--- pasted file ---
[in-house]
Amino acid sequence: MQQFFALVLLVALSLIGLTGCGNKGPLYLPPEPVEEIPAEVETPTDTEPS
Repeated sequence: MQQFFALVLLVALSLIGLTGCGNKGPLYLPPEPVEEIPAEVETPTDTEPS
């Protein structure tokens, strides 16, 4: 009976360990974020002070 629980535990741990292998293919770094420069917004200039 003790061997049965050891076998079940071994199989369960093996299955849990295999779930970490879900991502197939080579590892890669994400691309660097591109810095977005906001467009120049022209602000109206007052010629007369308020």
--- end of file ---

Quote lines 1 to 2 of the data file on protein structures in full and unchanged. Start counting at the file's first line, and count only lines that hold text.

[in-house]
Amino acid sequence: MQQFFALVLLVALSLIGLTGCGNKGPLYLPPEPVEEIPAEVETPTDTEPS